‘The Ellen DeGeneres Show’ tickets: What it’s like to be in the audience
Ellen DeGeneres has been on everyone’s minds lately. From the rumors she’s been rude to guests to the accusations she’s just plain mean to everyone DeGeneres has been seeing a decline in viewership of The Ellen DeGeneres Show lately.
However, her show is still a popular daytime slot, even in the pandemic, just not as popular as it once was. If you’re curious what it’s like to be part of her live audience for post-pandemic purposes, here’s what we know.
There are a lot of rules
There is a long list of rules if you’re going to be a member of the live audience during filming of The Ellen DeGeneres Show. Most of them make sense, and are likely to be expected as a requirement of any live taping. Such as, no cameras, phones need to be off, no food or drink in the studio, and producers will tell you when to clap.
This is all fairly standard, and while those aren’t the only rules most of them are in the same vein of understandable and logical rules for a situation like this. Some of the rules, however, are a little more surprising.
The gift shop
If you’re late or there are too many people in line ahead of you, you may be allowed into the studio, but not into the audience. Some people have reported being let in only to be stuck in the room outside of the set with the gift shop. It’s also the place where those who have standby tickets are told to wait.
It’s rumored DeGeneres will stop by this room sometimes when she has the time, but there’s no guarantee you’ll be seeing any famous faces if you’re stuck in this room.
You must dress nicely. This is a somewhat ambiguous statement, but it makes sense. Seeing an audience member in jeans with holes and a stained t-shirt wouldn’t exactly fit your expectations of daytime television. If you break the dress code they will turn you away at the door.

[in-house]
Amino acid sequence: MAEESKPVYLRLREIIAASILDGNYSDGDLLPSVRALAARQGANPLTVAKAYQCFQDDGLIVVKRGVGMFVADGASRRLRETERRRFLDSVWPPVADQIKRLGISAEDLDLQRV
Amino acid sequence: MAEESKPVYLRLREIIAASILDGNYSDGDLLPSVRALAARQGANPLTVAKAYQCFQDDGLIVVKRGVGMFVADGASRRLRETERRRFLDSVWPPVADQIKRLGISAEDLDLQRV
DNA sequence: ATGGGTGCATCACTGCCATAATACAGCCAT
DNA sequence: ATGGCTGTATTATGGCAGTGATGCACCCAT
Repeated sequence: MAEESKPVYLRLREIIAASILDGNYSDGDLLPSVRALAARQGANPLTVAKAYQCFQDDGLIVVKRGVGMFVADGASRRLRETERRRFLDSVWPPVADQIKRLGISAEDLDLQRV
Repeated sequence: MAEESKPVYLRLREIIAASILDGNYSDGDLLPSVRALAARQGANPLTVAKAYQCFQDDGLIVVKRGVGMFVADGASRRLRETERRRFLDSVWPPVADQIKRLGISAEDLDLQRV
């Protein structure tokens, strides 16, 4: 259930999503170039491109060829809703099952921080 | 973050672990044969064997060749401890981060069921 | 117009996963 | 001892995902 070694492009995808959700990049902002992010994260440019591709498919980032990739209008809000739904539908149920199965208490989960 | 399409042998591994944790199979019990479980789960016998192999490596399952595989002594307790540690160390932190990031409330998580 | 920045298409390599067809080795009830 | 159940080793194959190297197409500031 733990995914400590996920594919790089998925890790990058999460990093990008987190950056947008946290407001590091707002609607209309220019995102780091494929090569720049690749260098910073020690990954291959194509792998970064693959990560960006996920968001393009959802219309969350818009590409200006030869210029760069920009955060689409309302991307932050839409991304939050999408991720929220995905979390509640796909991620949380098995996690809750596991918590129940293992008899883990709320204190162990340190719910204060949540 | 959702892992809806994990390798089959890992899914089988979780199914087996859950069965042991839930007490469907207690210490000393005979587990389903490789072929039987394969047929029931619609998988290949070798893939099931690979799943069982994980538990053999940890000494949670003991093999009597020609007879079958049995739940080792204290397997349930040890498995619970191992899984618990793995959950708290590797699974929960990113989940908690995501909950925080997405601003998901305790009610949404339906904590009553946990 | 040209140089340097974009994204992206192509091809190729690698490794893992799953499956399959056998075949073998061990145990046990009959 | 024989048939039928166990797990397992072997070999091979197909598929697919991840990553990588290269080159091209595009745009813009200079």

The bigger surprise is you must wear color. Black and white is only allowed if paired with bright exciting colors. While a regular watcher of DeGeneres’s show probably wouldn’t even notice this, it likely adds to the exciting atmosphere the show tries to create.
Guests also aren’t allowed matching outfits. It’s an odd thought and some shows are known for this like The Price is Right where a whole half row of audience members will be in the same custom shirts. To further prevent matching audience members, guests aren’t allowed to wear clothes from DeGeneres’s own clothing line.
The choreographed dancing
Being a member of the live studio audience is somewhat akin to being an extra on a movie set. You’re told your role is to be excited, happy, and enthusiastic. You’re told when to clap, and as The Ellen DeGeneres Show loves dancing, you’re also told when to dance.
People on set tell the audience when to cheer, when not to, and before taping walk people through how they want the clapping and cheering to be done.
It has also been said that you may not be allowed to sit with the people you came to the show with. Everyone is handed a numbered card and whatever number you get is the seat number you have to sit in.
Now, one would think they hand the cards out in order, but if you’re sitting at the end of an aisle, then your friend might be in the next row. This is likely a tactic to ensure a completely full studio, but it can definitely be a disappointing turn of events if you get separated from your best friend for the experience.
Waiting for a short experience
People who have talked about being in the Ellen DeGeneres audience have all agreed on one thing: there is hours of waiting. You have to show up early in the morning to even have a chance at getting a spot in the audience, and then you’re forced to wait most of the day.
First you wait outside, then you wait inside by the previously mentioned gift shop, and then finally they guide you to your seats. What accounts also agree on is that the experience you spent all day waiting for is a fast paced fifty to sixty minutes which feel over in the blink of an eye.